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Can State Laws Combat Patent Trolls?



As discussed in my last post, in the 2015 legislative session Texas may consider using state consumer protection law to combat patent trolls. Attorneys General of Vermont and Nebraska, for example, have separately taken action against patent trolls by suing under state consumer protection laws. More recently, Vermont enacted legislation that is specifically aimed to combat patent trolls. But do states have the power to regulate patents at all? And is that the best avenue for relief from patent trolls? Let’s look at some different perspectives:

Federal Patent Law & States

Due to federal law, states cannot enact their own patent laws. Federal courts have original jurisdiction over civil actions relating to patent and patent infringement (28 U.S.C.A. § 1338). The Vermont law states that a person “shall not make a bad faith assertion of patent infringement.” (Vt. Stat. Ann. tit. 9, § 4197 (West 2013).  If a patent asserter (i.e. patent troll) is accused of asserting its patents in bad faith, the judge may award equitable relief (including injunctions) and damages. Critics claim that making judgments about patents may make conflict impermissibly with federal patent law.  

Proponents of the state legislation instead say that the law does not attack the validity of the patent itself, but the determination of “bad faith” hinges on the behavior of the patent asserter. A few of the  factors used to determine bad faith under the Vermont law include: demand letters failing to specify the patent number; lack factual allegations about the specific way in which the entity is infringing on the patent; and demand for a license fee in an unreasonably short amount of time. (Vt. Stat. Ann. Tit. 9, §4197 (West 2013). Similarly, the statute also contains factors that can be evidence of no bad faith on the patent asserter, such as when the asserter is the inventor or an institution of higher education. By relying on these factors, and not the underlying patent itself, many believe this will save the law from preemption.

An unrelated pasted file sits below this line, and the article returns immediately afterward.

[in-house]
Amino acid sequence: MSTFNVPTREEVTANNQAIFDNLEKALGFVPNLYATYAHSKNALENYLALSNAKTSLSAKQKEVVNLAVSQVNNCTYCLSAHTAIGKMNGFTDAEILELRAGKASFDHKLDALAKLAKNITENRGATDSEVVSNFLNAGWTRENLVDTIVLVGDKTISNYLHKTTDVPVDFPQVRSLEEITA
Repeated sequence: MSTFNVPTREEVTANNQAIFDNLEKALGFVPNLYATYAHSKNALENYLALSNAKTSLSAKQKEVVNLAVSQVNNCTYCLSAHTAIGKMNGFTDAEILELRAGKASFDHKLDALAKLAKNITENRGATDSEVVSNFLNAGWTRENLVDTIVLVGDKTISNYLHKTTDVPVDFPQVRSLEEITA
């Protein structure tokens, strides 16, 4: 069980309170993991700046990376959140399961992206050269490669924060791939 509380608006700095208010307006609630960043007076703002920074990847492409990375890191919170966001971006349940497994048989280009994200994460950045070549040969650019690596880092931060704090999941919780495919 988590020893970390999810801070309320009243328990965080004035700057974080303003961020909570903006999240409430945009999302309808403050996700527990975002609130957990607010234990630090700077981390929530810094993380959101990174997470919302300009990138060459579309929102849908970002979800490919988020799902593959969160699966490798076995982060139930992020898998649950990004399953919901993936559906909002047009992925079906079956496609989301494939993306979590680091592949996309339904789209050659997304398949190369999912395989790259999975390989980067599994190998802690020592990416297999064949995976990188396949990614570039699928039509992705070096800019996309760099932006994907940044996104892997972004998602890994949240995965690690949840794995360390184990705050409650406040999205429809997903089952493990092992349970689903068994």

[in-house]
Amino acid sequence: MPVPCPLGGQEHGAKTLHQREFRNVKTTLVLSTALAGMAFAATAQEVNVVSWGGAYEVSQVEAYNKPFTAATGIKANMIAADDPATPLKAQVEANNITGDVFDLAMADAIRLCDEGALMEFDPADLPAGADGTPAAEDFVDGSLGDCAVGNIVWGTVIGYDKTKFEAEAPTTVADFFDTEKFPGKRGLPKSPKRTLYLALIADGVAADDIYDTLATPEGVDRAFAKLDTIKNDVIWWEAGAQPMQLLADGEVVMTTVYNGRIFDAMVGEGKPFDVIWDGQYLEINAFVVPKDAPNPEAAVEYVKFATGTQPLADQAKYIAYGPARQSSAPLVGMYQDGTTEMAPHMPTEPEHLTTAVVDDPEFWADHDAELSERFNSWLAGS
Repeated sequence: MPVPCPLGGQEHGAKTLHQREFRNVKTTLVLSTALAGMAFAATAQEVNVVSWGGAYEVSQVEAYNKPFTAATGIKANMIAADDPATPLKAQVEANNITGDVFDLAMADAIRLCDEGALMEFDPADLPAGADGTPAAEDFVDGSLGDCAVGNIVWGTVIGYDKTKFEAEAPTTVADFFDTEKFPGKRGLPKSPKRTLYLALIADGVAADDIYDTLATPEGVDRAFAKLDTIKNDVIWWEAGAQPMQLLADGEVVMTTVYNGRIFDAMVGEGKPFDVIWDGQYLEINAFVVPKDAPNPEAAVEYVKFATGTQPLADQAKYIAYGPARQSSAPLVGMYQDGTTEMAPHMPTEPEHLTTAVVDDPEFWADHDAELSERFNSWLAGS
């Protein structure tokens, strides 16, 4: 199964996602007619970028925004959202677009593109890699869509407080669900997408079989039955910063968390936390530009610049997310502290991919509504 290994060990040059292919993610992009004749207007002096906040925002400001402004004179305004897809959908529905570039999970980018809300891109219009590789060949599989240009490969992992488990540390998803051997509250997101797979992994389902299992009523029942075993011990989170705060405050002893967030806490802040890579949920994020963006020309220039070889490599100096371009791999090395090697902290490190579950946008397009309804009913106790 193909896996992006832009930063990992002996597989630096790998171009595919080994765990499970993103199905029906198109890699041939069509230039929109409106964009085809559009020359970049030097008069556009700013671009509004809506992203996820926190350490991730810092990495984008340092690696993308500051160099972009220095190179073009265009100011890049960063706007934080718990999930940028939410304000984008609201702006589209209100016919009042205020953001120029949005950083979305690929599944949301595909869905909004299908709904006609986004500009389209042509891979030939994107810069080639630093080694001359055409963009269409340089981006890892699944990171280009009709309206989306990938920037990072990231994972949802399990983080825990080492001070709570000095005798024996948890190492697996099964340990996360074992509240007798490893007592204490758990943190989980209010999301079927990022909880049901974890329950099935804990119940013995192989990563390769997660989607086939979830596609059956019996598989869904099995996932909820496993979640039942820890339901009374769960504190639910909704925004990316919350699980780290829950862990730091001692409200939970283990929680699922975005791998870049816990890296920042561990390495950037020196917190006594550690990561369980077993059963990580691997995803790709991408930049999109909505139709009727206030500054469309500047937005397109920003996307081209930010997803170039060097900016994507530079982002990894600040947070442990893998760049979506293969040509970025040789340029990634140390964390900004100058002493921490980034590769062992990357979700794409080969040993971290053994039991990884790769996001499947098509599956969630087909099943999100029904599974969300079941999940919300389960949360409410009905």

A Patchwork of State Laws 

Critics of state laws to combat patent troll activities have also suggested that a patchwork of different laws from all the states would lead to confusion and inefficiency, and a single federal law would be more appropriate. Some fear that this would make it significantly more expensive for intellectual property owners to enforce their rights. Finally, they suggest that determining which state’s law should apply will be unreasonably difficult, as these activities could very well cross state lines. 

Advocates of the state laws may agree, and see the additional costs as a deterrent to patent trolls.  Patent trolls may send thousands of demand letters all across the country, with the understanding that at least some of the recipients will settle immediately to avoid litigation. If these letters may now spur action from state attorneys general, who can effectively fight back with attacks of their own under state law, patent trolling may cease to be lucrative.

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